Moving to Belgium to work

The reality of the visa application process

Choosing to move to a new country is the start of a great adventure for you and your family. In our increasingly global world, it has never been easier to find a job in a country anywhere around the world.

With Belgium including the centre of many international bodies, including the EU and NATO, we offer some truly unique and challenging career opportunities in the world. But a job isn’t the only thing you’ll need to move here.

As with any country, Belgium has specific visa requirements for people wishing to work here. These vary based on the nationality of the applicant, with those from within the EU, EEA or Switzerland having the easiest time. But, if you’re from somewhere else, what do you need to do?

working in belgium visa process

 

'The biggest challenge facing people who wish to come to Belgium to work is wait times. '

A simple, three steps to success?

The application process to work in Belgium consists of a work authorisation, residence permit and then the visa.

The permit processes must be completed one after the other, and where you need to apply will vary depending on where you specifically plan to work. The three main Belgian regions of Flanders, Wallonia and Brussels all have their own distinct systems for completing these steps.

Once you have completed and received a positive result for the work authorisation and residence permit, you may then approach the local Belgian embassy to apply for your visa to come.

This sounds fairly simply and, aside from some form filling and documentation, it is… on paper.

The realities of the process

The biggest challenge facing people who wish to come to Belgium to work is wait times.

For over 2 years, the process of permits and visas has been so long winded and uncertain, that applicants are terminating their contract before ever starting work.

The wait time for a work permit is somewhere between 7 and 11 weeks from application. If that is successful, then the residency permit suffers similar delays, with, again, 7 to 11 weeks being standard. If you wait those out and are successful, you then need to visit your local Belgian embassy… maybe.

Many embassies have outsourced their visa application processes to external organisations to handle the volume. In some countries this can take 3 months to get an appointment. In others, Turkey for example, the outsourced company has stopped taking applications all together.

All in all, this means you are likely looking at somewhere around 4 to 6 months before you’re likely to be ready to start your new role.

What can you do to improve your process?

This all sounds pretty dire and depressing. When you’ve just landed that dream job in another country, the last thing you want to do is wait and wait based on bureaucracy.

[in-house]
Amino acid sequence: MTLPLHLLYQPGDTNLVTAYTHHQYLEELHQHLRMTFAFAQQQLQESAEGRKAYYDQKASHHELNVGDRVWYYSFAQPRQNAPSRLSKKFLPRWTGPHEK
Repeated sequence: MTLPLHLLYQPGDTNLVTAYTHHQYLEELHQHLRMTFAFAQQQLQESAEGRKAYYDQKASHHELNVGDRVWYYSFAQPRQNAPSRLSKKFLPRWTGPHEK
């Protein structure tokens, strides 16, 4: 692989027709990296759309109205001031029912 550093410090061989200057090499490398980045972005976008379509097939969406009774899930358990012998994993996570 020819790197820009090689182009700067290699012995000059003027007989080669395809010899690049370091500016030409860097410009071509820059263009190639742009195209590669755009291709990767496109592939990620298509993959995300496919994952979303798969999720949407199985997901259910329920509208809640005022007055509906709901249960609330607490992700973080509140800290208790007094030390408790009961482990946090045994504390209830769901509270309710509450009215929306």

So, what can you do to improve the experience?

First, unfortunately, we’d recommend that you prepare yourself for the wait. There is going to be a noticeable time to wait before you can move, so we suggest that you plan for the longer wait and hope for a quicker turn around.

Second, get things right first time, and respond quickly. With such a duration to wait, the last thing you need is to be rejected or have questions asked because you missed a document or incorrectly answered a question.

Third, make sure you know what you can and cannot apply for. For example, if you plan to bring family with you including children over 18, they can’t join your application as a dependent.

Our final suggestion, which will certainly help with the last two points, is to speak to one of our members and get their professional help with your application. Having someone who understands the system, understands the nuances of the process, and knows what to look out for will be invaluable to a speedy and successful application. They will also be able to proactively follow up and move on your application, ensuring that any delay which can be removed is removed.

Is it worth it?

The reality is that Belgium has need of a great number of workers across a huge number of careers in our country. The work is here for those who want it and can wait on the long-winded process to get their visa.

As a country, Belgium offers some uniquely diverse and beautiful places to live in the midst of a vibrant and exciting country. Call us biased, but we think it’s worth the wait.

That said, we do agree that the wait times are currently unreasonable and actually miss the Government’s stated objective timelines. That’s why ABRA continues to advocate for a more streamlined, efficient and effective solution to the visa delay issue for both our members, and people like you.

 

 

 

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